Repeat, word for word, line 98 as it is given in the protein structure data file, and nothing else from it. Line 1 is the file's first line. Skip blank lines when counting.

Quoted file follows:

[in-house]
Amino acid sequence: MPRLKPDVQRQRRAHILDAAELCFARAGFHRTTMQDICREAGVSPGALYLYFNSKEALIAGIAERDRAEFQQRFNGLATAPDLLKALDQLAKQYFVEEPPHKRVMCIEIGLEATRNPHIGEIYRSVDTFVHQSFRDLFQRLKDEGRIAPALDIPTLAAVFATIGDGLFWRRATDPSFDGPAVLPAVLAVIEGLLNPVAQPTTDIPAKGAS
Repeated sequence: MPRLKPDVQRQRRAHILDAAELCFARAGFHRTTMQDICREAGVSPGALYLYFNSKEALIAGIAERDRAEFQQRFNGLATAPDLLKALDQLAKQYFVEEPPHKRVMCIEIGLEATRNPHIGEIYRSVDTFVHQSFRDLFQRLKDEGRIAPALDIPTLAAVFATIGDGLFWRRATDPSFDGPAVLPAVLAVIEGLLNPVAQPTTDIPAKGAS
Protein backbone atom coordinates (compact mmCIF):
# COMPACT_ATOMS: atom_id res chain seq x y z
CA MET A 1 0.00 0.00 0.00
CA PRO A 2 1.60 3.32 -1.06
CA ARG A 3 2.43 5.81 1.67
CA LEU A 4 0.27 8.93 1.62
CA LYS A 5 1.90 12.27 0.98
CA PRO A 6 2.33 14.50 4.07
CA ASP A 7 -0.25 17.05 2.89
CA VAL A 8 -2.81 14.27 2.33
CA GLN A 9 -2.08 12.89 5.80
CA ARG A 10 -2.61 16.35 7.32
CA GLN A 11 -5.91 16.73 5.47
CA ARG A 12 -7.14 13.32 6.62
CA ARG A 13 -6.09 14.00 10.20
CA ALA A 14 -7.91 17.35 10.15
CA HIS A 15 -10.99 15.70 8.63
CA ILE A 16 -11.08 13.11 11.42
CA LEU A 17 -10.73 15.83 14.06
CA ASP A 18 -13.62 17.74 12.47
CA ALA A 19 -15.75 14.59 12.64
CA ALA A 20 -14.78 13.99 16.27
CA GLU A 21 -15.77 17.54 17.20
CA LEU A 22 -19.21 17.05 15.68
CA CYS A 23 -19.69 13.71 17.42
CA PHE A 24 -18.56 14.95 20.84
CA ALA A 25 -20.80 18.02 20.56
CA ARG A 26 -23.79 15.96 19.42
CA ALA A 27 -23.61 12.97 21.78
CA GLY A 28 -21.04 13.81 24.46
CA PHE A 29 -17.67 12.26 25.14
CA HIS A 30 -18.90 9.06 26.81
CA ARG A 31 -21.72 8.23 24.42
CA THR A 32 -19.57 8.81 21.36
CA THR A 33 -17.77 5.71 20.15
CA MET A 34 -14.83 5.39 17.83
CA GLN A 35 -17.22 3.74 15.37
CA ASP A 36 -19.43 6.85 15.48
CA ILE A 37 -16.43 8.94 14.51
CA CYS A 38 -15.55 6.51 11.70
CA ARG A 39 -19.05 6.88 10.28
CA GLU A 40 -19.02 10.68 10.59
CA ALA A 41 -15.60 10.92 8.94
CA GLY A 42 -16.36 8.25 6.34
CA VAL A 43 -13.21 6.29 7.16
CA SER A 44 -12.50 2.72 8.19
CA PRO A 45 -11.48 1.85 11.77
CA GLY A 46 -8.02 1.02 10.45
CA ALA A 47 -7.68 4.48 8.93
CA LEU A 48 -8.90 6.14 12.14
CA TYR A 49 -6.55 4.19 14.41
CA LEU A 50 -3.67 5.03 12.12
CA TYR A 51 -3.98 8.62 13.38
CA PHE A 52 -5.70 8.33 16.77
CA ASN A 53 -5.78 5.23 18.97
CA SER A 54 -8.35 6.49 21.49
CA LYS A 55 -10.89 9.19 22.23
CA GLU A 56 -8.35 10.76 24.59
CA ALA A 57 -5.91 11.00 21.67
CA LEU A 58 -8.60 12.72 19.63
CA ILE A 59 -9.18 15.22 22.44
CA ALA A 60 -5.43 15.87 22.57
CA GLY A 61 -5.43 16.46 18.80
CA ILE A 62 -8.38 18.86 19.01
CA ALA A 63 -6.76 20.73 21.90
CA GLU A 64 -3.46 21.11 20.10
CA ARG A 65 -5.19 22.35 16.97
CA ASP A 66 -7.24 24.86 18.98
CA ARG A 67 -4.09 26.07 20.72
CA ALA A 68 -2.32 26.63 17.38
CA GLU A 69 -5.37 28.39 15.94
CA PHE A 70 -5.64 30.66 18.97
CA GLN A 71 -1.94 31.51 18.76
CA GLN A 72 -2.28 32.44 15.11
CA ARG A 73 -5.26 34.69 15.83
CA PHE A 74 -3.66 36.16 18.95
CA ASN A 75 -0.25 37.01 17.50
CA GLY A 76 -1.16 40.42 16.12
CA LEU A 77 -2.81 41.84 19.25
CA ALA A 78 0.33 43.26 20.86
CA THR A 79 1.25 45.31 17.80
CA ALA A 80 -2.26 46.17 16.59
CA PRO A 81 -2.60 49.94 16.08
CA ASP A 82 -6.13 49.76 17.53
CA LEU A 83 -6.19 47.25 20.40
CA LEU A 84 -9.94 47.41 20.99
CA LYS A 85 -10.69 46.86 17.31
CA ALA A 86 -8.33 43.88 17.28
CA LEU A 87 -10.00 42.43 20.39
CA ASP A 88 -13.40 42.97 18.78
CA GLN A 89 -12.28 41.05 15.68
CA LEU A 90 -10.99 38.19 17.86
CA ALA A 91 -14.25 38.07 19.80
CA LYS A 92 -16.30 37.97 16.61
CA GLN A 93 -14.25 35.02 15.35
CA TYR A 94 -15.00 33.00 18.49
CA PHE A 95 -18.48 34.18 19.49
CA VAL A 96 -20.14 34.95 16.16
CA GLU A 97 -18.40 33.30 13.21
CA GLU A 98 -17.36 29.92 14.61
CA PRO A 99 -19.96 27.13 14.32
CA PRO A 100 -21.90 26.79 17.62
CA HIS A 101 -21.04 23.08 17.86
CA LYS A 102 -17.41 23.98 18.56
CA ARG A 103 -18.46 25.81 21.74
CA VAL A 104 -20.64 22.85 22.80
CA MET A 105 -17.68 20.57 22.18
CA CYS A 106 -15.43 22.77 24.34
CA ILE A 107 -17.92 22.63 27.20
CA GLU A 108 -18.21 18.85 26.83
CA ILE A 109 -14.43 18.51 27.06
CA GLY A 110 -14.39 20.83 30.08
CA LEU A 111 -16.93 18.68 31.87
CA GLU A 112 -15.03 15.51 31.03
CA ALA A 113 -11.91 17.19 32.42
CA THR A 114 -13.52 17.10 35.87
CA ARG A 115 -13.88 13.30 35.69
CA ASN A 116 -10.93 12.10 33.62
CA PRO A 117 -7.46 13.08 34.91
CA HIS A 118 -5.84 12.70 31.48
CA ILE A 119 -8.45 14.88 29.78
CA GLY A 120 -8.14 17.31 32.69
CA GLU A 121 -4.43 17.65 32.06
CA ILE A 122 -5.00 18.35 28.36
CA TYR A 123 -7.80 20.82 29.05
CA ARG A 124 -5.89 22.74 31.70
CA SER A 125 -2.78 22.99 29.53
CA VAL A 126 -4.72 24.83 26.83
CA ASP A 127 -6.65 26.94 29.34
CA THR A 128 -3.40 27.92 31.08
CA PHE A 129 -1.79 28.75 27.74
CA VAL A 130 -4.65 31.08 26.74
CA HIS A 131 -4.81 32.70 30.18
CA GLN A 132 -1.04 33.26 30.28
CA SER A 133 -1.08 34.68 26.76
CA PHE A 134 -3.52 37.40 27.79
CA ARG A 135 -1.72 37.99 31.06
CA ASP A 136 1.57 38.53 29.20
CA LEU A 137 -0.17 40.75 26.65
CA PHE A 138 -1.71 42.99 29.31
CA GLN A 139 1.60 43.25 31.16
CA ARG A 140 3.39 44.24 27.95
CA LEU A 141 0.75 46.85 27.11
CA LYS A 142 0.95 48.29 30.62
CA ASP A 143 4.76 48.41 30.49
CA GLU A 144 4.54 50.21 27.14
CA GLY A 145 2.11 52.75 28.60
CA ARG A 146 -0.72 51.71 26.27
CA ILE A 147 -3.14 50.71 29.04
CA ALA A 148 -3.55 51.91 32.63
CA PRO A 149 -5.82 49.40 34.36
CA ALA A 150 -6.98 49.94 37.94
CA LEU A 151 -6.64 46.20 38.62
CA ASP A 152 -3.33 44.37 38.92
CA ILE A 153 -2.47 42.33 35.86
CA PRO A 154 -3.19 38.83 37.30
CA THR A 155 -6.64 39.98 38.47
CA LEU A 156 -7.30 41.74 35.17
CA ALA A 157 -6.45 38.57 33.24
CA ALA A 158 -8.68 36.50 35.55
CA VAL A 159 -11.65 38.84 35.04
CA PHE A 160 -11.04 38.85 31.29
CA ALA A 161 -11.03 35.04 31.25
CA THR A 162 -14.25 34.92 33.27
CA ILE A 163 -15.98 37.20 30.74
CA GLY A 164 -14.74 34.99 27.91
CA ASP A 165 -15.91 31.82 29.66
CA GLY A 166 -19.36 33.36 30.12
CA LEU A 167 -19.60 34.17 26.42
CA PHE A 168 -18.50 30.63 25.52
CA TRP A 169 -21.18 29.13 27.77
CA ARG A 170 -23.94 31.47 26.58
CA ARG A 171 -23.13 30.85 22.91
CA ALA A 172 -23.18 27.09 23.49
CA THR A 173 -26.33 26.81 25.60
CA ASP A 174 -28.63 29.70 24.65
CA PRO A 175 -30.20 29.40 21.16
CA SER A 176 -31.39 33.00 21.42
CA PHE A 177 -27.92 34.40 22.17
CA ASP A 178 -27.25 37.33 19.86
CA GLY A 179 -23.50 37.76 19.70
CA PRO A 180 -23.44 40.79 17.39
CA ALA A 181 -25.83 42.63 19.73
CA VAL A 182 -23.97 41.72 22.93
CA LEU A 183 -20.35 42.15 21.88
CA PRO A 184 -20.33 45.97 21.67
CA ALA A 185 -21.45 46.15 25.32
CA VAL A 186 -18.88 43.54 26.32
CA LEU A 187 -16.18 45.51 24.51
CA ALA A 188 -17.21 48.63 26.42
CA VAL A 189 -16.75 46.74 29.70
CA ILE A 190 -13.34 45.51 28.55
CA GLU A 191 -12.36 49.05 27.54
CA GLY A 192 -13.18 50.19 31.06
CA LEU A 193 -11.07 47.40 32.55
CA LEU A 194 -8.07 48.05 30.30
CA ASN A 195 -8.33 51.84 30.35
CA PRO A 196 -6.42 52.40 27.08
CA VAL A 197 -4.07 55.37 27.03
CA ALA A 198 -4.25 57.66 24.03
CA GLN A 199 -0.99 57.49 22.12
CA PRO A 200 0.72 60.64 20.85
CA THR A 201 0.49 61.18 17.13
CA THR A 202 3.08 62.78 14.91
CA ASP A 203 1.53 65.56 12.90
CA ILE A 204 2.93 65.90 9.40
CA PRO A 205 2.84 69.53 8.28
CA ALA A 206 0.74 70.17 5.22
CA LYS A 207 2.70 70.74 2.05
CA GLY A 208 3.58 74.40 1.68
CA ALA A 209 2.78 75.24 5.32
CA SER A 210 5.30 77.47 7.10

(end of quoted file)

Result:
CA GLN A 93 -14.25 35.02 15.35